P2.3 Microphysical and quad-Doppler observations of the BAMEX 29 June 2003 MCS

Wednesday, 12 July 2006
Grand Terrace (Monona Terrace Community and Convention Center)
Joseph A. Grim, Univ. of Illinois, Urbana, IL; and G. M. McFarquhar, R. M. Rauber, D. P. Jorgensen, M. S. Timlin, A. M. Smith, and B. F. Jewett

On 29 June 2003, the NRL and NOAA P-3 sampled a mesoscale convective system (MCS) over north-central Kansas and far south-central Nebraska. The NOAA P-3 obtained measurements of particle size distributions from two dimensional cloud (2D-C) and precipitation (2D-P) probes during quasi-Lagrangian spiral descents through the melting layer behind the leading convective line. Both aircraft were equipped with dual-Doppler radars, enabling quad-Doppler retrieval of the wind field within the MCS.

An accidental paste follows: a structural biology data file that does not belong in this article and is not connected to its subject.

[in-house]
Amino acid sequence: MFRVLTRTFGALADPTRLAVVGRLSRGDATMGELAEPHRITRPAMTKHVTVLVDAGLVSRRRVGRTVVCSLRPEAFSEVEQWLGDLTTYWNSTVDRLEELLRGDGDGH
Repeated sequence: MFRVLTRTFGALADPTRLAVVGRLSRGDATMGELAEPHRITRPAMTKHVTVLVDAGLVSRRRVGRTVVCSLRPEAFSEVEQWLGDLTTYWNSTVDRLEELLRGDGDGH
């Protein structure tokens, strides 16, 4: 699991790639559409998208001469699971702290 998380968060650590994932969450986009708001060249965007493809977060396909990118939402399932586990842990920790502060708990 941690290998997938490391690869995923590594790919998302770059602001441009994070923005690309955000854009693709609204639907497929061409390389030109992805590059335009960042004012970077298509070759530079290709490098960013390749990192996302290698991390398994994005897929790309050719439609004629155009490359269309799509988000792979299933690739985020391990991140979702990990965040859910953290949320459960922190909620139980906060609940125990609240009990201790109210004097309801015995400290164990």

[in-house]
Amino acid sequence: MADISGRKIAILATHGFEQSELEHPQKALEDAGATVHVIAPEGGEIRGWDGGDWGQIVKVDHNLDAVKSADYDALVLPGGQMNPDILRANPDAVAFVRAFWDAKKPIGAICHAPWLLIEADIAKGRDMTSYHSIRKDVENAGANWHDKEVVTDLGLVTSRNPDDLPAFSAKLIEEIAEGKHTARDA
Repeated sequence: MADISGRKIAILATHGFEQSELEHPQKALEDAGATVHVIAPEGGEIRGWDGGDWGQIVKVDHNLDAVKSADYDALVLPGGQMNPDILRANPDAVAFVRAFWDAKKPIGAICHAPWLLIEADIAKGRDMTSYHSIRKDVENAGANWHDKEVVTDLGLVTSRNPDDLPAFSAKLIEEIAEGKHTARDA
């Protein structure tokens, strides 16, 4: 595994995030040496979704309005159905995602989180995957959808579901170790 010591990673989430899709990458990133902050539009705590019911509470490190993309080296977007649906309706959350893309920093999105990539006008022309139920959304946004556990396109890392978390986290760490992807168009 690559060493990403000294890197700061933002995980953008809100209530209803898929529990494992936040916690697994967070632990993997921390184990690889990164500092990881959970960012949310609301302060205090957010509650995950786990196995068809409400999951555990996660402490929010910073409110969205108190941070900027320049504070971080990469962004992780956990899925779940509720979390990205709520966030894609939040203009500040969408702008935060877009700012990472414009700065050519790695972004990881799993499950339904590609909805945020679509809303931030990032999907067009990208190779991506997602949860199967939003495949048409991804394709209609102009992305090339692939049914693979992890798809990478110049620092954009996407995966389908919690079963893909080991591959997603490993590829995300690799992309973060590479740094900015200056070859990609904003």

A small squall-line developed rapidly on the south side of the MCS. Concurrent with this rapid development were observations of a sharp vertical gradient in radar reflectivity across the melting layer, in an area with low relative humidity. This rapid development was also concurrent with an intensification of the forward and downward flow of the rear inflow jet, as revealed from the quad-Doppler data. Microphysical data from the 2D-C and 2D-P probes during a spiral descent across the rear inflow jet revealed that ice was present down to 8 °C. Strong latent cooling may have resulted in negative buoyancy, thus enhancing the downward flow of the rear inflow jet. In this paper, the radar, kinematic, thermodynamic and microphysical structure and evolution of this MCS will be presented.

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